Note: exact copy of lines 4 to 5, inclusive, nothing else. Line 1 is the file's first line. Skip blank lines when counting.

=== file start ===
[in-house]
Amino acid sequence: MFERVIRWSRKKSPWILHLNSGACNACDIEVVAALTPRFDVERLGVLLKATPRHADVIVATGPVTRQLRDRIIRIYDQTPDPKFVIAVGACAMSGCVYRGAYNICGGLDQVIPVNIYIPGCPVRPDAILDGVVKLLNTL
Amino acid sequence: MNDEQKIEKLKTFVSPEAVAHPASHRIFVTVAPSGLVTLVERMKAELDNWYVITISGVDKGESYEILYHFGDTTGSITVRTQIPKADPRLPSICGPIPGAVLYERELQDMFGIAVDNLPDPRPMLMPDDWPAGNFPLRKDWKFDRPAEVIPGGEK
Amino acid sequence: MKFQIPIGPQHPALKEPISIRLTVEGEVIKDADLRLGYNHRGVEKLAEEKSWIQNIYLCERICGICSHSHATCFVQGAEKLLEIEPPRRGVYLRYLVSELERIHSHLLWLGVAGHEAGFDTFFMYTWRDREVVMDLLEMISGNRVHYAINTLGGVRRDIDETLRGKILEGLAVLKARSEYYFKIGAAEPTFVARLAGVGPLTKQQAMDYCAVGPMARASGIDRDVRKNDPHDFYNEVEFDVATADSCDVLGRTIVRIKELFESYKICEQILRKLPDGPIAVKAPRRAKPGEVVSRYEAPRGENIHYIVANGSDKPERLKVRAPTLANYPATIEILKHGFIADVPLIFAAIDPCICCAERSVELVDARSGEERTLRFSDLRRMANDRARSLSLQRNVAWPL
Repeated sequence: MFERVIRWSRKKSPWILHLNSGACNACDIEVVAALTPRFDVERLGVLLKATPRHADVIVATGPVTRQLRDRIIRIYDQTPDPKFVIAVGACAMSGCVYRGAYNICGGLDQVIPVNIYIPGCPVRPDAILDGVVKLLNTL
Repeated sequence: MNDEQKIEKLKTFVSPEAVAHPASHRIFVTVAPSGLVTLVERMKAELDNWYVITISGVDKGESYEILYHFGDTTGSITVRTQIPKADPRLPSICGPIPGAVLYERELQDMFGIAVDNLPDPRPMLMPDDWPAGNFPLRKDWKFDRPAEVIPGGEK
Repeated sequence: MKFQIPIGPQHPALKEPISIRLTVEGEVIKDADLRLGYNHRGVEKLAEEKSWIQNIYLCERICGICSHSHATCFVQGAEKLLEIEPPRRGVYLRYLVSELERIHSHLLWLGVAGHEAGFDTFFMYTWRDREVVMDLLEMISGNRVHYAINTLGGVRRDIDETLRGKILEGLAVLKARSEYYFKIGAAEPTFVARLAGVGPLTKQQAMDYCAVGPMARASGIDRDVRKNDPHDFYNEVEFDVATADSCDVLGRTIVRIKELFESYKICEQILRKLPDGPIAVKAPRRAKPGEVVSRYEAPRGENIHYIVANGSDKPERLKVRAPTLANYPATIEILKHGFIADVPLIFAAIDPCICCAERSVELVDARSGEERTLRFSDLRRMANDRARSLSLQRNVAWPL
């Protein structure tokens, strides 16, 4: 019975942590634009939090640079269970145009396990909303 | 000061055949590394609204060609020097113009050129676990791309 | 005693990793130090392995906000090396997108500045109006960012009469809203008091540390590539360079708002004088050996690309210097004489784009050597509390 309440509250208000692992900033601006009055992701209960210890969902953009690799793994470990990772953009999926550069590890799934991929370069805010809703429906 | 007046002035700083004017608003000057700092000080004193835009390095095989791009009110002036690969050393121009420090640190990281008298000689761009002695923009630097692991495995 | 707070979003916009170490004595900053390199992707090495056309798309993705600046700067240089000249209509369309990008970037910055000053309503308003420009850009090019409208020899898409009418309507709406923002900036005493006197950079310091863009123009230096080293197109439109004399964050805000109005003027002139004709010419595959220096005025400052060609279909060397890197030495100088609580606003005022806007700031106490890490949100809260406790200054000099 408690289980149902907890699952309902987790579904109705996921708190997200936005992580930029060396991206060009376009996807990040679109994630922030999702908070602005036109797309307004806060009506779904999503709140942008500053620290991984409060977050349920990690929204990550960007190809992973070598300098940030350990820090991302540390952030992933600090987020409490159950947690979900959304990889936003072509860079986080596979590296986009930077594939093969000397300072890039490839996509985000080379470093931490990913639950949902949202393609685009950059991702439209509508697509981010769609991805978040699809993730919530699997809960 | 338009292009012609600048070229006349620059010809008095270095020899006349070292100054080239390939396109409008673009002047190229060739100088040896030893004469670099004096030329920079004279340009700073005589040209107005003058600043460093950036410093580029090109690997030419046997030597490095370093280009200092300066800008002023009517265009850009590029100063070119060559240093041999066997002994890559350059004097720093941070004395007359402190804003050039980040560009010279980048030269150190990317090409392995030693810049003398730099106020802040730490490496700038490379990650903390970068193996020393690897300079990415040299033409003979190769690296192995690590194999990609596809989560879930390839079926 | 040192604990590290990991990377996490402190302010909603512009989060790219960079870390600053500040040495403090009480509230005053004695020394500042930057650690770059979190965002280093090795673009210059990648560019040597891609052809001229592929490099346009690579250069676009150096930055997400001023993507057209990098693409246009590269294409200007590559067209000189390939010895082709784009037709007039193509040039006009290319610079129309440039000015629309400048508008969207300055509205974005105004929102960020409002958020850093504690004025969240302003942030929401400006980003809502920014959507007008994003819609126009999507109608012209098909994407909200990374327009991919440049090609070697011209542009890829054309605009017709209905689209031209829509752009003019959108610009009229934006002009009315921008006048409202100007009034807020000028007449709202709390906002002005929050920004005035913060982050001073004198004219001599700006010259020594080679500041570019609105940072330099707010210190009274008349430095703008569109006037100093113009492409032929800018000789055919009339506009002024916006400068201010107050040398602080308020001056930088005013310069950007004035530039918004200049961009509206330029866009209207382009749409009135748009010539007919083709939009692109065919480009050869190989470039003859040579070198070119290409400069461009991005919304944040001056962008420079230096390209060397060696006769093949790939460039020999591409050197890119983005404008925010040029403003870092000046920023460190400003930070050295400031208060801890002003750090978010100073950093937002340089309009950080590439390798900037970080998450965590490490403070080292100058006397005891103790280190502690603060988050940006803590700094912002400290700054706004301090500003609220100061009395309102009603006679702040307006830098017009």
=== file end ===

Amino acid sequence: MKFQIPIGPQHPALKEPISIRLTVEGEVIKDADLRLGYNHRGVEKLAEEKSWIQNIYLCERICGICSHSHATCFVQGAEKLLEIEPPRRGVYLRYLVSELERIHSHLLWLGVAGHEAGFDTFFMYTWRDREVVMDLLEMISGNRVHYAINTLGGVRRDIDETLRGKILEGLAVLKARSEYYFKIGAAEPTFVARLAGVGPLTKQQAMDYCAVGPMARASGIDRDVRKNDPHDFYNEVEFDVATADSCDVLGRTIVRIKELFESYKICEQILRKLPDGPIAVKAPRRAKPGEVVSRYEAPRGENIHYIVANGSDKPERLKVRAPTLANYPATIEILKHGFIADVPLIFAAIDPCICCAERSVELVDARSGEERTLRFSDLRRMANDRARSLSLQRNVAWPL
Repeated sequence: MFERVIRWSRKKSPWILHLNSGACNACDIEVVAALTPRFDVERLGVLLKATPRHADVIVATGPVTRQLRDRIIRIYDQTPDPKFVIAVGACAMSGCVYRGAYNICGGLDQVIPVNIYIPGCPVRPDAILDGVVKLLNTL